Call it “Invasion of the Diesels: The Sequel.”
German automaker BMW AG received approval from the Environmental Protection Agency to sell diesel vehicles in the U.S. The maker’s engines were subject to a substantive review after it came to light that Volkswagen AG had been cheating on emissions testing with its diesels for more than a decade.
While VW recently reached a settlement costing them $14.7 billion to right its wrong, federal officials moved to ensure there would not be a repeat performance by other makers. Testing was rigorous enough to cause delay in BMW’s certification due to logistical issues.
“We tested the vehicles every which way from Sunday,” Chris Grundler, head of the EPA’s Office of Transportation and Air Quality, told reporters at recent automotive conference. “We asked for more data from the company.”
The approval is important because 6% of all BMWs sold in the U.S. are diesel-powered vehicles. Overall, diesels account for about 4% of U.S. vehicle sales annually.
The automaker that spurred the uptick in the toughness of the testing, VW, still hasn’t received permission to sell its 2016 models in the U.S. and hasn’t asked to go through the new process for its 2017 model either, according to Reuters.
In fact, the company has almost done a complete about-face on diesels since the scandal that saw its diesel engines spewing more than 40 times the legal limit of pollutants, has been pushing its electrification program heavily, including a claim that it will introduce 30 EVs by 2025.
(BMW delaying launch of 2017 diesels in U.S. For more, Click Here.)
In the meantime, another German luxury marque is in limbo about its new diesel models. The EPA has yet to approve Mercedes-Benz’s diesel engines for 2017 with Grundler telling reporters only “discussions continue.”
In late spring, the U.S. Justice Department asked Daimler AG to investigate its emissions certification process for potential problems. Ultimately, Mercedes-Benz has come under fire from those who claim it has also rigged some of its BlueTec diesel models.
Hagens Berman Sobol Shapiro, a Seattle law firm that has filed a number of automotive class actions in recent years has two separate lawsuits in federal court targeting Mercedes. The root of the suits is that Mercedes failed to disclose that its BlueTec diesels are “clean” when the engine warm, but “dirty” when not, according to court filings.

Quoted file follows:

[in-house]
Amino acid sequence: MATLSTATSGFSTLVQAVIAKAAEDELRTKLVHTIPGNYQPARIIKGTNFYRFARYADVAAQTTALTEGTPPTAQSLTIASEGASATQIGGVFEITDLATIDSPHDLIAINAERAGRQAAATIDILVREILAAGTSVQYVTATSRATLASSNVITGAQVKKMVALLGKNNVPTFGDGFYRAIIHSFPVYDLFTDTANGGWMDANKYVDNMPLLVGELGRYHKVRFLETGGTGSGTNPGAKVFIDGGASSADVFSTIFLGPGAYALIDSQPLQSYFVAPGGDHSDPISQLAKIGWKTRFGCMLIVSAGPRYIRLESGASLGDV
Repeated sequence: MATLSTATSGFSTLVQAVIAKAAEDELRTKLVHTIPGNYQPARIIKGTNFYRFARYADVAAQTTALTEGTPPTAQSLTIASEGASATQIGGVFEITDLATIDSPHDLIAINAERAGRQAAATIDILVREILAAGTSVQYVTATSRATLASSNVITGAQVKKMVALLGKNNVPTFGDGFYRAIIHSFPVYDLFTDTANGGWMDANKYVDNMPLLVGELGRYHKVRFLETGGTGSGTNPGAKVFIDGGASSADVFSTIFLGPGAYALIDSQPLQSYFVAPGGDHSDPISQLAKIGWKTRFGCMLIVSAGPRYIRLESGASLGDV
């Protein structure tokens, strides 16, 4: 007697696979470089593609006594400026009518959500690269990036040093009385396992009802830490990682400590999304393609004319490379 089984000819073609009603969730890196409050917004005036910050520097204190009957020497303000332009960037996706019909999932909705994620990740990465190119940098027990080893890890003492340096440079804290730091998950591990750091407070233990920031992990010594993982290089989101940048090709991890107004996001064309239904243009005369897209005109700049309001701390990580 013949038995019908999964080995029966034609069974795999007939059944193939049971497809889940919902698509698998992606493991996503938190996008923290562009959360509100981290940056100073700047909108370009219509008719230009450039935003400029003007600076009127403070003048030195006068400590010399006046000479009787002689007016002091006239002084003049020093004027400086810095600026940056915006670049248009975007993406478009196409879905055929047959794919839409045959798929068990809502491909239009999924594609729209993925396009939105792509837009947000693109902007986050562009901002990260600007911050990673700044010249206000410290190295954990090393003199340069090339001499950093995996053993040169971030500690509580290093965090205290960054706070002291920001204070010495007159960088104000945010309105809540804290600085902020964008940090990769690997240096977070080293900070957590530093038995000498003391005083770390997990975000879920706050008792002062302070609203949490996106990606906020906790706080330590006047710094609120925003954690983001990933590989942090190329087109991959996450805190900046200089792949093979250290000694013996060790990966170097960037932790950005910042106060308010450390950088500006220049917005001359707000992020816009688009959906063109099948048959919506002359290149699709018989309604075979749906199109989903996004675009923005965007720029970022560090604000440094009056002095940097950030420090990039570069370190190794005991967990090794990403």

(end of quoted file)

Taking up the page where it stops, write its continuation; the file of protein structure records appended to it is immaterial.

Daimler denied the claims in a statement, saying “We categorically deny the accusation of manipulating emission tests regarding our vehicles. A defeat device, a function which illegitimately reduces emissions during testing, has never been and will never be used at Daimler.”
(Three states accuse VW of cover-up in diesel scandal, file suit. Click Here for that breaking story.)
So far, regulators both in the U.S. and Europe have said they’ve seen no clear evidence that any other automaker has intentionally used a so-called “defeat device,” software designed to detect when a vehicle is undergoing testing and then reduce emissions levels.
But a number of models appear to produce significantly higher levels of pollutants, notably smog-causing oxides of nitrogen, in real-world use. European makers aren’t the only ones feeling the sting of increased scrutiny.
Several General Motors vehicles were delayed, including the new Chevrolet Colorado and GMC Canyon diesel pickups for 2016, because of the tougher certification process.
U.S. regulators aren’t the only ones taking a harder look at diesel testing procedures for certification. Germany’s Federal Office for Motor Vehicles recently approved diesel engines for GM’s Opel unit after questions arose about possible problems with the engine control software.
(For more on Mazda’s diesel success in Japan and its delay in the U.S., Click Here.)
In the wake of the VW scandal, German officials put 30 models on a “short list” of vehicles that needed to be examined more closely due to high carbon dioxide emissions. The Opel Zafira model with a 2.0 CDTI engine was on the list.